We have determined the structure of a human rhinovirus (HRV)-Fab complex by using cryoelectron microscopy and image reconstruction techniques. This is the first view of an intact human virus complexed with a monoclonal Fab (Fab17-IA) for which both atomic structures are known. The surface area on HRV type 14 (HRV14) in contact with Fab17-IA was ~500 Å2 (5 nm2), which is much larger than the area that constitutes the NIm-IA epitope (on viral protein VP1) defined by natural escape mutants. From modeling studies and electrostatic potential calculations, charged residues outside the neutralizing immunogenic site IA (NIm-IA) were also predicted to be involved in antibody recognition. These predictions were confirmed by site-specific mutations and analysis of the Fab17-IA-HRV14 complex, along with knowledge of the crystallographic structures of HRV14 and Fab17-IA. The bound Fab17-IA reaches across a surface depression (the canyon) and meets a related Fab at the nearest icosahedral twofold axis. By adjusting the elbow angles of the bound Fab fragments from 162° to 198°, an intact antibody molecule can be easily modeled. This, along with aggregation and binding stoichiometry results, supports the earlier proposal that this antibody binds bivalently to the surface of HRV14 across icosahedral twofold axes. One prediction of this model, that the intact canyon-spanning immunoglobulin G molecule would block attachment of the virus to HeLa cells, was confirmed experimentally.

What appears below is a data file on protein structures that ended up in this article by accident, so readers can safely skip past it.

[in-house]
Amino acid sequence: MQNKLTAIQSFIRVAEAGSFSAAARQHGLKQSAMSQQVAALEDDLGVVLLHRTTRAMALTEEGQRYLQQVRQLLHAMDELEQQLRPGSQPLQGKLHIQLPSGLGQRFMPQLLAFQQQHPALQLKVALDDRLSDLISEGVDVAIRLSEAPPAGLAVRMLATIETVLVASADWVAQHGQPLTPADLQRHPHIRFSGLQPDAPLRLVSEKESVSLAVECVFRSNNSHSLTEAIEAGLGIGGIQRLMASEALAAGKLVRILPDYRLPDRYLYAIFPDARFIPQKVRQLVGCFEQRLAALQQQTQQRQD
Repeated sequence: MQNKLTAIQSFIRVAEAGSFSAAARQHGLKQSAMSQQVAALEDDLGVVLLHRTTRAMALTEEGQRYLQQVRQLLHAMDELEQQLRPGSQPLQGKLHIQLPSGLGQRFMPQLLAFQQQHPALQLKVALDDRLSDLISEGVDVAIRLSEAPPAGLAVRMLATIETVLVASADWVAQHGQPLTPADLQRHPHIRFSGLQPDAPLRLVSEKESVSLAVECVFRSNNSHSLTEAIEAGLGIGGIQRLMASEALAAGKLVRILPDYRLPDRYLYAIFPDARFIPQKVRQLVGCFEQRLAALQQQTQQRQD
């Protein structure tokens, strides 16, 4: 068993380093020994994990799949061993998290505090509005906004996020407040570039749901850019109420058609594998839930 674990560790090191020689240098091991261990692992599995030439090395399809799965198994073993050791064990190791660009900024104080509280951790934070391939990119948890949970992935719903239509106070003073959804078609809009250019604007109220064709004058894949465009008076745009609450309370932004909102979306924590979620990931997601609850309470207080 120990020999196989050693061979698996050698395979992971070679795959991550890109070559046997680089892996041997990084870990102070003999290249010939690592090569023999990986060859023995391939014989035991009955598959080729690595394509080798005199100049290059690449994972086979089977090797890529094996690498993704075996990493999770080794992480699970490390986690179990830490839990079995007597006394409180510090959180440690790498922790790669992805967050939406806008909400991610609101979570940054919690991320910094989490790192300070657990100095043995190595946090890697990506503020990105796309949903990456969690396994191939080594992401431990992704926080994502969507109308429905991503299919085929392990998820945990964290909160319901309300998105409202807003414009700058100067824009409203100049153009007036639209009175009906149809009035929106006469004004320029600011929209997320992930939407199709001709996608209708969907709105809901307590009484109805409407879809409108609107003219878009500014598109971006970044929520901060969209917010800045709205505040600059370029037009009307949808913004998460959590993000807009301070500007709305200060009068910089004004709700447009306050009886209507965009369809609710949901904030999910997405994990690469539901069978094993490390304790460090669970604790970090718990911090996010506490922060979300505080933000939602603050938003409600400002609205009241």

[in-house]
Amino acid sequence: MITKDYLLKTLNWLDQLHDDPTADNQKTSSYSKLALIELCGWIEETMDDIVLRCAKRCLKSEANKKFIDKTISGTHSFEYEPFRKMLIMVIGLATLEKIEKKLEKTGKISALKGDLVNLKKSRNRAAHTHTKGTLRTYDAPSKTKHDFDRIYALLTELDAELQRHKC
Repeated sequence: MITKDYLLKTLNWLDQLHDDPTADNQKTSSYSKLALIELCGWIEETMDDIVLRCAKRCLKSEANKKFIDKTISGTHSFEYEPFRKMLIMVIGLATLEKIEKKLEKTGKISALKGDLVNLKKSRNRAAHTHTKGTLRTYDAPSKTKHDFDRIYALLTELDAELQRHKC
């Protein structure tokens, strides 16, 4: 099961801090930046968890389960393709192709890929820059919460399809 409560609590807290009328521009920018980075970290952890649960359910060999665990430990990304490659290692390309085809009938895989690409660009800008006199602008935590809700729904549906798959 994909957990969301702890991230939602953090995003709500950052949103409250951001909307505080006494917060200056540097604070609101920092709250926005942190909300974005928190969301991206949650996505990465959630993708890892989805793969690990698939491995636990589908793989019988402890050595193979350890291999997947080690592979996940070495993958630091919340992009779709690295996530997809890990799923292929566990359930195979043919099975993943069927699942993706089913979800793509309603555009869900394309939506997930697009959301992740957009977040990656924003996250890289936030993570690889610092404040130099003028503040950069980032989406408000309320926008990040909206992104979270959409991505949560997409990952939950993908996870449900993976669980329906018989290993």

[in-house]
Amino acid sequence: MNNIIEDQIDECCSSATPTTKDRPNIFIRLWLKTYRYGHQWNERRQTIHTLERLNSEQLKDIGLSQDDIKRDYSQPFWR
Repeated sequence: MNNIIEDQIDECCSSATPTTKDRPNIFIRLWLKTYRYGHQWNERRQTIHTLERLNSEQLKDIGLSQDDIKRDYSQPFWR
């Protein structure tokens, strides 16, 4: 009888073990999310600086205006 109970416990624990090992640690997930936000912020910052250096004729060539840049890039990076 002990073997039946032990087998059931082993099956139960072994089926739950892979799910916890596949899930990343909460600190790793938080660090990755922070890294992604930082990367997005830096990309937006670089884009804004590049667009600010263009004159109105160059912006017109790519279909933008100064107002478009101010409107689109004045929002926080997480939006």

ASJC Scopus subject areas
- Insect Science